PORT TOWNSEND — When there is an emergency, calling 9-1-1 is what we instinctively do. Within minutes, assistance is on its way to help, whether it is a fire, accident or medical call.
Reece Chambers, 41, a lieutenant with East Jefferson Fire-Rescue (EJFR), is one of those dedicated professionals who often answers the call and renders aid.
On Friday, instead of helping others, he was on the receiving end of care.
East Jefferson Professional Firefighters said Chambers had been No. 1 on the wait list for a new heart and a compatible donor had finally been found after the stress of his work made it evident his heart needed more help.
Chambers spent three months at the fire academy as a company officer in 2017 but the work he did there impacted a previously diagnosed heart condition — cardiomyopathy.
In January, the non-stop work involved exacerbated his health issues and he was put on light duty.
His condition worsened and on July 18, he was admitted to the hospital.
The transplant took place at the University of Washington Medical Center in Seattle.
According to his wife, Trina, the surgery went well.
As of Sunday afternoon, Chambers was taking his first steps through the halls of the hospital.
For the past 16 years, Chambers has responded to house fires, car wrecks, technical rescue calls, water rescues and medical transports at all hours of the day and night.
His colleagues from East Jefferson Professional Firefighters said he is one of those people whose kindness, temperament and overall personality garner praise from all those he has worked alongside throughout the years.
Chambers was hired 14 years ago as a firefighter with Jefferson County Fire District No. 6, which merged to become EJFR District 1.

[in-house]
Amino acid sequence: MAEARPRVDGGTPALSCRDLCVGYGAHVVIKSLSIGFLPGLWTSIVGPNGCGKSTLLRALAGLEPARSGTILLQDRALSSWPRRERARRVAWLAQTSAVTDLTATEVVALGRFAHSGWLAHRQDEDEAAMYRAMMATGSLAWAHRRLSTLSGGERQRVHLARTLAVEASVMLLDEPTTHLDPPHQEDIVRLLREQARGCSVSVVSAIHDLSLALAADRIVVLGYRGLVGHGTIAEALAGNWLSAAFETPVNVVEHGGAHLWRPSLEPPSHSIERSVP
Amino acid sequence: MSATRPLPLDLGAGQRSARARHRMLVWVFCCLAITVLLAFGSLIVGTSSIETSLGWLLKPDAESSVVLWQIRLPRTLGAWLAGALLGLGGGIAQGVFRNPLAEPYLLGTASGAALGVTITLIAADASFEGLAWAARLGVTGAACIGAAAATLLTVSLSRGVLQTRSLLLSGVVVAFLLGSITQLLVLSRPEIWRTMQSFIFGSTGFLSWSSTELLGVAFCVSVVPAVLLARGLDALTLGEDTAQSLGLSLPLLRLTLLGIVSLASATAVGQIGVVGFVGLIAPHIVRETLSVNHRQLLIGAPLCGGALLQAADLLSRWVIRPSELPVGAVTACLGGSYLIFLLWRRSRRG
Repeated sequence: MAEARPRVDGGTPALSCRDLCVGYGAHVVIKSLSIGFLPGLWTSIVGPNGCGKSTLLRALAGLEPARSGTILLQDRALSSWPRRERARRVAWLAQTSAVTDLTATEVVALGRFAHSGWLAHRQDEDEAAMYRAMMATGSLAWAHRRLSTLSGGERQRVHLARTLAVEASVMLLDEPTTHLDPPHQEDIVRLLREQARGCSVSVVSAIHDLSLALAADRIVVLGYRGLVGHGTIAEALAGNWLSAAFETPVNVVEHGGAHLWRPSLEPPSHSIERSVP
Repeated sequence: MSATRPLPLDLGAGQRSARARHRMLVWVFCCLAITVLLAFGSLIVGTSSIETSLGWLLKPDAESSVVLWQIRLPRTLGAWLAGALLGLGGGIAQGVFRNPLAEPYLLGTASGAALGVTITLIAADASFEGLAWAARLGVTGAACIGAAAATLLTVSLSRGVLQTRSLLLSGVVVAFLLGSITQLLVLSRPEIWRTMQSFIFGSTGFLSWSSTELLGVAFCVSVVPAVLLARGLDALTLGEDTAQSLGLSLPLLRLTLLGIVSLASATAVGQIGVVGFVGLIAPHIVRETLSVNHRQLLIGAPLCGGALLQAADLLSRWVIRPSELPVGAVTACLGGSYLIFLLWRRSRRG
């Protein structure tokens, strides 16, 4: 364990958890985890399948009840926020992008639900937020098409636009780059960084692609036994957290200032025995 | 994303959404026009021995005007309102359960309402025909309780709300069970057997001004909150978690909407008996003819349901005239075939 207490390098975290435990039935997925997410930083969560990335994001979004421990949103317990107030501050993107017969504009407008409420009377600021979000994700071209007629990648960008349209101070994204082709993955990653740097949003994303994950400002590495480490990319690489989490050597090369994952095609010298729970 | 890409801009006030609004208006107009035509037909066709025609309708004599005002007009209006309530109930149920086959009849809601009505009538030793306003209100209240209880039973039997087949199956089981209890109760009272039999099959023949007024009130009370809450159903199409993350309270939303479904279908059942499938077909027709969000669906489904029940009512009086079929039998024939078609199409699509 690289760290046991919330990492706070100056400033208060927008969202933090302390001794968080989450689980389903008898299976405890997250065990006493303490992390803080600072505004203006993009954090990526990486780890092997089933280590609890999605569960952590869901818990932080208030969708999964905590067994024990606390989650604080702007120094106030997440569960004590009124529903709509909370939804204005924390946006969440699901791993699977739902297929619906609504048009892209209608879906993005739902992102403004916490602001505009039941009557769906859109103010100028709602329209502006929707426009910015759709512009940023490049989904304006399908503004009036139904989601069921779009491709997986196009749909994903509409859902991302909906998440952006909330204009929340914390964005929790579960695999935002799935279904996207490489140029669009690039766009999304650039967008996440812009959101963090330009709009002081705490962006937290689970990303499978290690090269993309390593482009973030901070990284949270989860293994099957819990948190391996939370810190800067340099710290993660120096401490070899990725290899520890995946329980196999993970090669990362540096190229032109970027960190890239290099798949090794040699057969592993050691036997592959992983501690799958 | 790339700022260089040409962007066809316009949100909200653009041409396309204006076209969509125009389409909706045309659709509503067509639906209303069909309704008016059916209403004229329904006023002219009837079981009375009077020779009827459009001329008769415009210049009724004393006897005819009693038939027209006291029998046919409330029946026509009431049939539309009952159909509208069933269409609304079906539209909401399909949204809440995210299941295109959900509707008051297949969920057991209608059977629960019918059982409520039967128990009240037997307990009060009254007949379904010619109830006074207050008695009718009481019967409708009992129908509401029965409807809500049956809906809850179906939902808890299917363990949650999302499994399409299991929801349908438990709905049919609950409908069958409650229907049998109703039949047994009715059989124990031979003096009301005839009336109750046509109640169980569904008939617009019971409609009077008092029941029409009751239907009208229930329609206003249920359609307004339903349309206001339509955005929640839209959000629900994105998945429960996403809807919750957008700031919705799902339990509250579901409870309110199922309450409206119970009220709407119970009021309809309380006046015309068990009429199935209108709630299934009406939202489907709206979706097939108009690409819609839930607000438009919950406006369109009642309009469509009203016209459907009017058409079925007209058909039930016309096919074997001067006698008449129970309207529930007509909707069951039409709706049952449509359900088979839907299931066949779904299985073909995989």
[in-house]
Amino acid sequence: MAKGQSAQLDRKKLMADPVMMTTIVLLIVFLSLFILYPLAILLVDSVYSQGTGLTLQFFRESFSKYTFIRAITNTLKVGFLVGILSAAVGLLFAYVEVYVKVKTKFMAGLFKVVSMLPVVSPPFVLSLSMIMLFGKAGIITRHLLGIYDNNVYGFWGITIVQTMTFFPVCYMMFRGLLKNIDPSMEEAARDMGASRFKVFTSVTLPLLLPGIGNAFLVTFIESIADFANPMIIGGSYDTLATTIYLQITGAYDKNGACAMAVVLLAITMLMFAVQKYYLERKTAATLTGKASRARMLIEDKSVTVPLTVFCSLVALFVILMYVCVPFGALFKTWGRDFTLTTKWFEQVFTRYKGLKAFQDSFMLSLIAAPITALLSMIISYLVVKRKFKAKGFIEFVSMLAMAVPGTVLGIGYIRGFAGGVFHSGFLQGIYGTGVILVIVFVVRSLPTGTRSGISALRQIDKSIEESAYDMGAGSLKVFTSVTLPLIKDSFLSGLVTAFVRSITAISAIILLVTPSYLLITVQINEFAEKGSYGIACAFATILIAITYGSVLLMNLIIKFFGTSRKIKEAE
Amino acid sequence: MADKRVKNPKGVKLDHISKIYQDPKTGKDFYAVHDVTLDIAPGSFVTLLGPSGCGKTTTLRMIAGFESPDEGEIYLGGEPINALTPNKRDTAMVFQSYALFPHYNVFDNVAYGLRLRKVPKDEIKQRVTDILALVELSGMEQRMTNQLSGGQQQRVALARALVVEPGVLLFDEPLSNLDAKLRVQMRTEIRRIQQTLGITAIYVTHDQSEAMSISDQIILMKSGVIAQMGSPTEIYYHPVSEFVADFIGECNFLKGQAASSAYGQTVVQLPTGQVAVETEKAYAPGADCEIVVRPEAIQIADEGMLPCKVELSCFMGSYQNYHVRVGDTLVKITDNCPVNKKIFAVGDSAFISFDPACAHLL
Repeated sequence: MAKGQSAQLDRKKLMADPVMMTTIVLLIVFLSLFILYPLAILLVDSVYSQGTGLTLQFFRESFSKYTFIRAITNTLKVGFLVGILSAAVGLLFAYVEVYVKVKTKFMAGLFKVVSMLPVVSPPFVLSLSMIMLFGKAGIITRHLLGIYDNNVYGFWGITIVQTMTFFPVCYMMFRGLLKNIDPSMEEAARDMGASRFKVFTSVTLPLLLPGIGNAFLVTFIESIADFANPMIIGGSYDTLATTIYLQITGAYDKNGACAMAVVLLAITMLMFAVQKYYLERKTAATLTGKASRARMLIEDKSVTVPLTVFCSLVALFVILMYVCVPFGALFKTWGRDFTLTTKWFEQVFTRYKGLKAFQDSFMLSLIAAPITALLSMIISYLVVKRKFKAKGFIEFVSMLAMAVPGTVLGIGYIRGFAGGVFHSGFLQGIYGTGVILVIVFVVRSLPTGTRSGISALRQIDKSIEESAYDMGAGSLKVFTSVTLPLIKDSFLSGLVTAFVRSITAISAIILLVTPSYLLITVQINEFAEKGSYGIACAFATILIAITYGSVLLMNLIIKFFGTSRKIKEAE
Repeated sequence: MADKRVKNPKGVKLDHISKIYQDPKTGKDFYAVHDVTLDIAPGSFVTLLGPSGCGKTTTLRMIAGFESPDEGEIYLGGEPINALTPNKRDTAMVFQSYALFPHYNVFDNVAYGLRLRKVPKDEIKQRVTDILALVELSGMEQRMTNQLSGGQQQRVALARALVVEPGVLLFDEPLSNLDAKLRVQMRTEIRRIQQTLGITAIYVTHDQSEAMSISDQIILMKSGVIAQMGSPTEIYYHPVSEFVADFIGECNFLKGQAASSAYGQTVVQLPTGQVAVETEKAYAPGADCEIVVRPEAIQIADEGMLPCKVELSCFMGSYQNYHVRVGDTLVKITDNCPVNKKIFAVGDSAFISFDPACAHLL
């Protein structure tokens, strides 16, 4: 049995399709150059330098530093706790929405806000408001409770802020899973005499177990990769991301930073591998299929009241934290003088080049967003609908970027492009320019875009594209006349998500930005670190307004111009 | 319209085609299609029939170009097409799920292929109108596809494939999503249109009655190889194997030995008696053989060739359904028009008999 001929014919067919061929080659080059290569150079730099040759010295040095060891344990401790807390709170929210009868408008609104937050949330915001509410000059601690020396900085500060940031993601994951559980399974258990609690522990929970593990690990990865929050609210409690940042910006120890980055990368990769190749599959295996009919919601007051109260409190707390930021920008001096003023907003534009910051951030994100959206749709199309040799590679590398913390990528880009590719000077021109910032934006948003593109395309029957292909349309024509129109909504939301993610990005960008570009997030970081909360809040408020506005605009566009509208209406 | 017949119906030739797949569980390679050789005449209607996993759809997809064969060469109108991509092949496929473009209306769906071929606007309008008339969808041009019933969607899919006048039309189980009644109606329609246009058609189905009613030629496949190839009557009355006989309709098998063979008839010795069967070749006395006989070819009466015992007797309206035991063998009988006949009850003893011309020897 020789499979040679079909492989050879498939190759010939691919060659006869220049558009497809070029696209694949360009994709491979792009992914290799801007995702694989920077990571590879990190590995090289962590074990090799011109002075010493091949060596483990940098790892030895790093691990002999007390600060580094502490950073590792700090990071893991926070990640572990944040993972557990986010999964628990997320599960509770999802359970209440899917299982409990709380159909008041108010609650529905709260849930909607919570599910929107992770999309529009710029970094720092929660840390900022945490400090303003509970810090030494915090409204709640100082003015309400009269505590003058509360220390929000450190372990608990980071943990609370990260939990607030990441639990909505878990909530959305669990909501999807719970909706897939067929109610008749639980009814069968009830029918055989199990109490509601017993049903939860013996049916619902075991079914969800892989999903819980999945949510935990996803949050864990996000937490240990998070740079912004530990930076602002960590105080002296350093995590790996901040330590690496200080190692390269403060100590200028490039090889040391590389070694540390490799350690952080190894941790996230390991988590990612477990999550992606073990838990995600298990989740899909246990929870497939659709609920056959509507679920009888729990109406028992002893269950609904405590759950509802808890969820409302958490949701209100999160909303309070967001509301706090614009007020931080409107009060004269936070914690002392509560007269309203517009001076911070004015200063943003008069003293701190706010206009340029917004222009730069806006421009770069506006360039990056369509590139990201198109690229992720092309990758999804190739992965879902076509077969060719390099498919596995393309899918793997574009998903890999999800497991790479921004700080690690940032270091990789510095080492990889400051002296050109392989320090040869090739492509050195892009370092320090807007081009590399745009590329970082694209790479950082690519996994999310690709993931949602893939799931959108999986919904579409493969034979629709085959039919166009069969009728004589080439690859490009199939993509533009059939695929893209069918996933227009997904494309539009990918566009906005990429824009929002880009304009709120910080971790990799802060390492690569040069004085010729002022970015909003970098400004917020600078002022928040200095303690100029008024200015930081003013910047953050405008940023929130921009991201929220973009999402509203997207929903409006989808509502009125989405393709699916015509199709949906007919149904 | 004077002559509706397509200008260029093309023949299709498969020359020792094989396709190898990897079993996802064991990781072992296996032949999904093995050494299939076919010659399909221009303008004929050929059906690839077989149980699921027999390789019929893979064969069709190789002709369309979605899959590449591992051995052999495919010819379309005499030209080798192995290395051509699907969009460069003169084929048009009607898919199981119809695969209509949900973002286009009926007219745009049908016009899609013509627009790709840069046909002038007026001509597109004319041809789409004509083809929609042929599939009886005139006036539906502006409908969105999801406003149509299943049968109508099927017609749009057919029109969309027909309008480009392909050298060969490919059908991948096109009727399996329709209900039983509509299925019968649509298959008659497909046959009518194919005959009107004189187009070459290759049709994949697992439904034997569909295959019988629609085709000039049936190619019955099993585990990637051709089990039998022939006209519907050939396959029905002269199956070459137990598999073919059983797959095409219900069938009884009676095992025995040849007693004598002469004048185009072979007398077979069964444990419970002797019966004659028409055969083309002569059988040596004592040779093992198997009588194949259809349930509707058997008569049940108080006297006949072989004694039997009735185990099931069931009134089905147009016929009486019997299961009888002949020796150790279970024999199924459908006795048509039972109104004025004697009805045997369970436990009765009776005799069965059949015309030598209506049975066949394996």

Prior to joining EJFR, Chambers spent two years as a resident firefighter at North Kitsap Fire & Rescue.
He became an emergency medical technician with intermediate life support credentials (EMT/ILS), and in 2015, was promoted to the position of lieutenant.
“After 16 years of unselfishly giving to the community there has never been a better time to show appreciation for Reece’s dedication to helping others than by giving back to help this young family,” said Lt. Justin Fletcher, family spokesperson.
Chambers’ wife is a high school teacher and they have four children: Jaden, 12, Kaia, 11, Isaiah, 10 and Kingston, 10.
The children travel from their home in Gig Harbor to Seattle several times a week to spend as much time as they can with their dad since he has been at the medical center.
The International Association of Fire Fighters, IAFF Local 2032, worked with Unions America to establish a website where donations can be sent to assist Chambers and his family in the coming months.
The website can be accessed by going to www.LetsHelpReece.com.
Updates on Chambers’ condition will be regularly provided on the site.
Donations may also be sent to the Boeing Employees Credit Union for the Reece Chambers Benevolent Account.
Jefferson County Editor/Reporter Jeannie McMacken can be reached at 360-385-2335 or at [email protected]